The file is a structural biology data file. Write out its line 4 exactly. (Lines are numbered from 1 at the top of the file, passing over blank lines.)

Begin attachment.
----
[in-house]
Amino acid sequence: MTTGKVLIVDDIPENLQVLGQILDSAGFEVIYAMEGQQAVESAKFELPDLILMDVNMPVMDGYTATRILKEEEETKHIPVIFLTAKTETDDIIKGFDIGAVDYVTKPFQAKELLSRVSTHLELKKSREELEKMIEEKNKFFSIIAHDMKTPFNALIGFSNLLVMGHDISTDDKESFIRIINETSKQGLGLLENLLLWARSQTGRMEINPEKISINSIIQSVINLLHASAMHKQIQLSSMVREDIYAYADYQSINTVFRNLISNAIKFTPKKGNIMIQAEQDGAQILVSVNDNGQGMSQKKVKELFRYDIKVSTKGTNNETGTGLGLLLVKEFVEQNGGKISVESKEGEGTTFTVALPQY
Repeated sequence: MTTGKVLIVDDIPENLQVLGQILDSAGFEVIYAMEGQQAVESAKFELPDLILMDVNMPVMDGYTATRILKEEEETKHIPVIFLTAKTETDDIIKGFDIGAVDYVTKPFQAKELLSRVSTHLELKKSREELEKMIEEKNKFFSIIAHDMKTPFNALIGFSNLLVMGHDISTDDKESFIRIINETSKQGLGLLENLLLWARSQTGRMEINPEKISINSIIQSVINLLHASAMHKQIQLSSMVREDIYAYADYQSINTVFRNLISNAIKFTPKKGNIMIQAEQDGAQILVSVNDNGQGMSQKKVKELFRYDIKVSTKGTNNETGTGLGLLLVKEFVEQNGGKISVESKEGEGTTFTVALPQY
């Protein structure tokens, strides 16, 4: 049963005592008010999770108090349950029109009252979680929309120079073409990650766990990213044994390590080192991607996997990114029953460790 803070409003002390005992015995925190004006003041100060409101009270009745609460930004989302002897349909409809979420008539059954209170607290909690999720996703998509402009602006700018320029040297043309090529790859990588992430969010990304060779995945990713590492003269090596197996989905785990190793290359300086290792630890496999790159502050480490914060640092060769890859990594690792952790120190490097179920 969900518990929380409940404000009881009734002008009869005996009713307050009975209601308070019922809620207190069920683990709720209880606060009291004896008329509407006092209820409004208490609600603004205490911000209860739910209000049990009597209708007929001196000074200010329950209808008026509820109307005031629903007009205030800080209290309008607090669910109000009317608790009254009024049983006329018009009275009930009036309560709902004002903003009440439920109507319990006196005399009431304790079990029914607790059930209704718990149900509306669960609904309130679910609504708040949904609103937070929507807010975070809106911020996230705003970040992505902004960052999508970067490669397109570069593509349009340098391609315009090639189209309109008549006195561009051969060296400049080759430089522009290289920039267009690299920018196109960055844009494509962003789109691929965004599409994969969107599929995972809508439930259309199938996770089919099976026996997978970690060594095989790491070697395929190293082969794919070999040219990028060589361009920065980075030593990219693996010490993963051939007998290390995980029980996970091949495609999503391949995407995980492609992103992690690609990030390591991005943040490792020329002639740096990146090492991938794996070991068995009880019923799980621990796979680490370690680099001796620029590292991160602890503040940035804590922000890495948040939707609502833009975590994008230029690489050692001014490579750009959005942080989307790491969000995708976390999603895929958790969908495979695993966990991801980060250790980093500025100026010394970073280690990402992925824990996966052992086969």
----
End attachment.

């Protein structure tokens, strides 16, 4: 049963005592008010999770108090349950029109009252979680929309120079073409990650766990990213044994390590080192991607996997990114029953460790 803070409003002390005992015995925190004006003041100060409101009270009745609460930004989302002897349909409809979420008539059954209170607290909690999720996703998509402009602006700018320029040297043309090529790859990588992430969010990304060779995945990713590492003269090596197996989905785990190793290359300086290792630890496999790159502050480490914060640092060769890859990594690792952790120190490097179920 969900518990929380409940404000009881009734002008009869005996009713307050009975209601308070019922809620207190069920683990709720209880606060009291004896008329509407006092209820409004208490609600603004205490911000209860739910209000049990009597209708007929001196000074200010329950209808008026509820109307005031629903007009205030800080209290309008607090669910109000009317608790009254009024049983006329018009009275009930009036309560709902004002903003009440439920109507319990006196005399009431304790079990029914607790059930209704718990149900509306669960609904309130679910609504708040949904609103937070929507807010975070809106911020996230705003970040992505902004960052999508970067490669397109570069593509349009340098391609315009090639189209309109008549006195561009051969060296400049080759430089522009290289920039267009690299920018196109960055844009494509962003789109691929965004599409994969969107599929995972809508439930259309199938996770089919099976026996997978970690060594095989790491070697395929190293082969794919070999040219990028060589361009920065980075030593990219693996010490993963051939007998290390995980029980996970091949495609999503391949995407995980492609992103992690690609990030390591991005943040490792020329002639740096990146090492991938794996070991068995009880019923799980621990796979680490370690680099001796620029590292991160602890503040940035804590922000890495948040939707609502833009975590994008230029690489050692001014490579750009959005942080989307790491969000995708976390999603895929958790969908495979695993966990991801980060250790980093500025100026010394970073280690990402992925824990996966052992086969």